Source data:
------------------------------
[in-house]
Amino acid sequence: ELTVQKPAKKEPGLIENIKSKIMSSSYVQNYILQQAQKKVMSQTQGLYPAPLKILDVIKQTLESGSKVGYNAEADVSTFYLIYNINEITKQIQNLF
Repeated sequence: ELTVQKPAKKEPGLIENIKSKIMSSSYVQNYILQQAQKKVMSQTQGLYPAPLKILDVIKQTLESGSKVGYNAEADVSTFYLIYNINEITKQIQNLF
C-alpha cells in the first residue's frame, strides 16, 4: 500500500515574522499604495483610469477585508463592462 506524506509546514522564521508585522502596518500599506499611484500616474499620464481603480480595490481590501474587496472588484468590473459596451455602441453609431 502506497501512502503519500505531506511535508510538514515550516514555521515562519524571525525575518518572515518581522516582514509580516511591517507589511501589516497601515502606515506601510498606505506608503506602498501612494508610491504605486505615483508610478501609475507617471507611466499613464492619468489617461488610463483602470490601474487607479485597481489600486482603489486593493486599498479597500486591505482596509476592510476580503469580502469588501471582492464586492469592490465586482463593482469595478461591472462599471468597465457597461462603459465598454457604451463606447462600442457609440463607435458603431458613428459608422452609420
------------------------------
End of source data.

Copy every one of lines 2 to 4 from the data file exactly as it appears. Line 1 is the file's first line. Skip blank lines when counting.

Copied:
Amino acid sequence: ELTVQKPAKKEPGLIENIKSKIMSSSYVQNYILQQAQKKVMSQTQGLYPAPLKILDVIKQTLESGSKVGYNAEADVSTFYLIYNINEITKQIQNLF
Repeated sequence: ELTVQKPAKKEPGLIENIKSKIMSSSYVQNYILQQAQKKVMSQTQGLYPAPLKILDVIKQTLESGSKVGYNAEADVSTFYLIYNINEITKQIQNLF
C-alpha cells in the first residue's frame, strides 16, 4: 500500500515574522499604495483610469477585508463592462 506524506509546514522564521508585522502596518500599506499611484500616474499620464481603480480595490481590501474587496472588484468590473459596451455602441453609431 502506497501512502503519500505531506511535508510538514515550516514555521515562519524571525525575518518572515518581522516582514509580516511591517507589511501589516497601515502606515506601510498606505506608503506602498501612494508610491504605486505615483508610478501609475507617471507611466499613464492619468489617461488610463483602470490601474487607479485597481489600486482603489486593493486599498479597500486591505482596509476592510476580503469580502469588501471582492464586492469592490465586482463593482469595478461591472462599471468597465457597461462603459465598454457604451463606447462600442457609440463607435458603431458613428459608422452609420